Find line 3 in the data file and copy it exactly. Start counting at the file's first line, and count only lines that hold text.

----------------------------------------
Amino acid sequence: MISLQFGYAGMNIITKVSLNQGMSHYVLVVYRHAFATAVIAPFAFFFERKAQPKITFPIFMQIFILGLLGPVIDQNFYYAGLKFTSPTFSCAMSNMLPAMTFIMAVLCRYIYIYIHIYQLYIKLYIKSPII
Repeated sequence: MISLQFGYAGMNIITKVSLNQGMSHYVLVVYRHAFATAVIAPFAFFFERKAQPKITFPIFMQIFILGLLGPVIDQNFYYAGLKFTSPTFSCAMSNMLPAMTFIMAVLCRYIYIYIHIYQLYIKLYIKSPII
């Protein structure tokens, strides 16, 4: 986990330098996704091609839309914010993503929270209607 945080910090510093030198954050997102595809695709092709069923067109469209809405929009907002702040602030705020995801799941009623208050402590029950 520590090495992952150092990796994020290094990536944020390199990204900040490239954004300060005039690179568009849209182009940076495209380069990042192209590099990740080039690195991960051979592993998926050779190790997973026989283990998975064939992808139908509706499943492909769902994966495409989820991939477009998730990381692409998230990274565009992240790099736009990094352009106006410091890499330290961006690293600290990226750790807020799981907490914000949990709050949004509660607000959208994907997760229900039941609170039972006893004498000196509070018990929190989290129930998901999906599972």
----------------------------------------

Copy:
């Protein structure tokens, strides 16, 4: 986990330098996704091609839309914010993503929270209607 945080910090510093030198954050997102595809695709092709069923067109469209809405929009907002702040602030705020995801799941009623208050402590029950 520590090495992952150092990796994020290094990536944020390199990204900040490239954004300060005039690179568009849209182009940076495209380069990042192209590099990740080039690195991960051979592993998926050779190790997973026989283990998975064939992808139908509706499943492909769902994966495409989820991939477009998730990381692409998230990274565009992240790099736009990094352009106006410091890499330290961006690293600290990226750790807020799981907490914000949990709050949004509660607000959208994907997760229900039941609170039972006893004498000196509070018990929190989290129930998901999906599972």